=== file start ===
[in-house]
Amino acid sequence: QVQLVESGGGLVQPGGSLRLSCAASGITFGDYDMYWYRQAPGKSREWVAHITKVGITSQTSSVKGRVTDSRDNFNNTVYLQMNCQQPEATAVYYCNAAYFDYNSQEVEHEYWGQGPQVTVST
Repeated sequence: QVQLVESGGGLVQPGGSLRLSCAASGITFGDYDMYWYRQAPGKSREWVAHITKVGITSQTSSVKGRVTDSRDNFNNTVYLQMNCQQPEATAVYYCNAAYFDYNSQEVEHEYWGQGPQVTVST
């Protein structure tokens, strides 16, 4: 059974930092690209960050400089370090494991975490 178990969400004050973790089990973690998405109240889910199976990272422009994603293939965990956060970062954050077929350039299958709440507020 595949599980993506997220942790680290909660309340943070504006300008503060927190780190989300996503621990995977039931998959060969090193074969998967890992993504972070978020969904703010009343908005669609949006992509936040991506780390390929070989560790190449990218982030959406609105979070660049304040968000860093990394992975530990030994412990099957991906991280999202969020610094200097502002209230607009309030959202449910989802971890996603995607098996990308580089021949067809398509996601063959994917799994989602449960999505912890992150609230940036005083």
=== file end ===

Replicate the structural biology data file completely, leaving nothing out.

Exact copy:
[in-house]
Amino acid sequence: QVQLVESGGGLVQPGGSLRLSCAASGITFGDYDMYWYRQAPGKSREWVAHITKVGITSQTSSVKGRVTDSRDNFNNTVYLQMNCQQPEATAVYYCNAAYFDYNSQEVEHEYWGQGPQVTVST
Repeated sequence: QVQLVESGGGLVQPGGSLRLSCAASGITFGDYDMYWYRQAPGKSREWVAHITKVGITSQTSSVKGRVTDSRDNFNNTVYLQMNCQQPEATAVYYCNAAYFDYNSQEVEHEYWGQGPQVTVST
């Protein structure tokens, strides 16, 4: 059974930092690209960050400089370090494991975490 178990969400004050973790089990973690998405109240889910199976990272422009994603293939965990956060970062954050077929350039299958709440507020 595949599980993506997220942790680290909660309340943070504006300008503060927190780190989300996503621990995977039931998959060969090193074969998967890992993504972070978020969904703010009343908005669609949006992509936040991506780390390929070989560790190449990218982030959406609105979070660049304040968000860093990394992975530990030994412990099957991906991280999202969020610094200097502002209230607009309030959202449910989802971890996603995607098996990308580089021949067809398509996601063959994917799994989602449960999505912890992150609230940036005083």